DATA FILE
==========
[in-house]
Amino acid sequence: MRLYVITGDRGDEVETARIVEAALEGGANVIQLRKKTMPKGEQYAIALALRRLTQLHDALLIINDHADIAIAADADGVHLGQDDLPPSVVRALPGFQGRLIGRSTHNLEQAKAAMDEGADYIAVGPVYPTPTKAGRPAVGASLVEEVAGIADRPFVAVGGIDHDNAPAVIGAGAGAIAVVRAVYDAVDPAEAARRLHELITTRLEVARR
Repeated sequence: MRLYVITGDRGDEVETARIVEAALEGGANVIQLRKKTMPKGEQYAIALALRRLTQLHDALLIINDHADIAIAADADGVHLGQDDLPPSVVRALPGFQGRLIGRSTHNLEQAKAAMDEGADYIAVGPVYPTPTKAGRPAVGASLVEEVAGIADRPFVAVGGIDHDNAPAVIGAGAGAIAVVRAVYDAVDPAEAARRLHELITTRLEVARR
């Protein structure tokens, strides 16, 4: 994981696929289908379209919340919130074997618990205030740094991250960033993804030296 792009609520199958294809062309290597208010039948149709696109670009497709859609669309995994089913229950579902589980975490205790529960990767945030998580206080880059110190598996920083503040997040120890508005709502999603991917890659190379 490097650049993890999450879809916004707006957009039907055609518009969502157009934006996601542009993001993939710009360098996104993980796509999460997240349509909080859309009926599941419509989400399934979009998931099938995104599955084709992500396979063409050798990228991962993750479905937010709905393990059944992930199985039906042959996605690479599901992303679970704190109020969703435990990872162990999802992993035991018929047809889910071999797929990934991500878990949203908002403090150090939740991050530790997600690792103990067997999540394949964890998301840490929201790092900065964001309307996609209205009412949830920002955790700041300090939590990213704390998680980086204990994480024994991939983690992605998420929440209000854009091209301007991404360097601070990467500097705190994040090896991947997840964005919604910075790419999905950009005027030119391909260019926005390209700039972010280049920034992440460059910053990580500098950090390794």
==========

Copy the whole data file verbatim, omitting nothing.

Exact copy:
[in-house]
Amino acid sequence: MRLYVITGDRGDEVETARIVEAALEGGANVIQLRKKTMPKGEQYAIALALRRLTQLHDALLIINDHADIAIAADADGVHLGQDDLPPSVVRALPGFQGRLIGRSTHNLEQAKAAMDEGADYIAVGPVYPTPTKAGRPAVGASLVEEVAGIADRPFVAVGGIDHDNAPAVIGAGAGAIAVVRAVYDAVDPAEAARRLHELITTRLEVARR
Repeated sequence: MRLYVITGDRGDEVETARIVEAALEGGANVIQLRKKTMPKGEQYAIALALRRLTQLHDALLIINDHADIAIAADADGVHLGQDDLPPSVVRALPGFQGRLIGRSTHNLEQAKAAMDEGADYIAVGPVYPTPTKAGRPAVGASLVEEVAGIADRPFVAVGGIDHDNAPAVIGAGAGAIAVVRAVYDAVDPAEAARRLHELITTRLEVARR
């Protein structure tokens, strides 16, 4: 994981696929289908379209919340919130074997618990205030740094991250960033993804030296 792009609520199958294809062309290597208010039948149709696109670009497709859609669309995994089913229950579902589980975490205790529960990767945030998580206080880059110190598996920083503040997040120890508005709502999603991917890659190379 490097650049993890999450879809916004707006957009039907055609518009969502157009934006996601542009993001993939710009360098996104993980796509999460997240349509909080859309009926599941419509989400399934979009998931099938995104599955084709992500396979063409050798990228991962993750479905937010709905393990059944992930199985039906042959996605690479599901992303679970704190109020969703435990990872162990999802992993035991018929047809889910071999797929990934991500878990949203908002403090150090939740991050530790997600690792103990067997999540394949964890998301840490929201790092900065964001309307996609209205009412949830920002955790700041300090939590990213704390998680980086204990994480024994991939983690992605998420929440209000854009091209301007991404360097601070990467500097705190994040090896991947997840964005919604910075790419999905950009005027030119391909260019926005390209700039972010280049920034992440460059910053990580500098950090390794």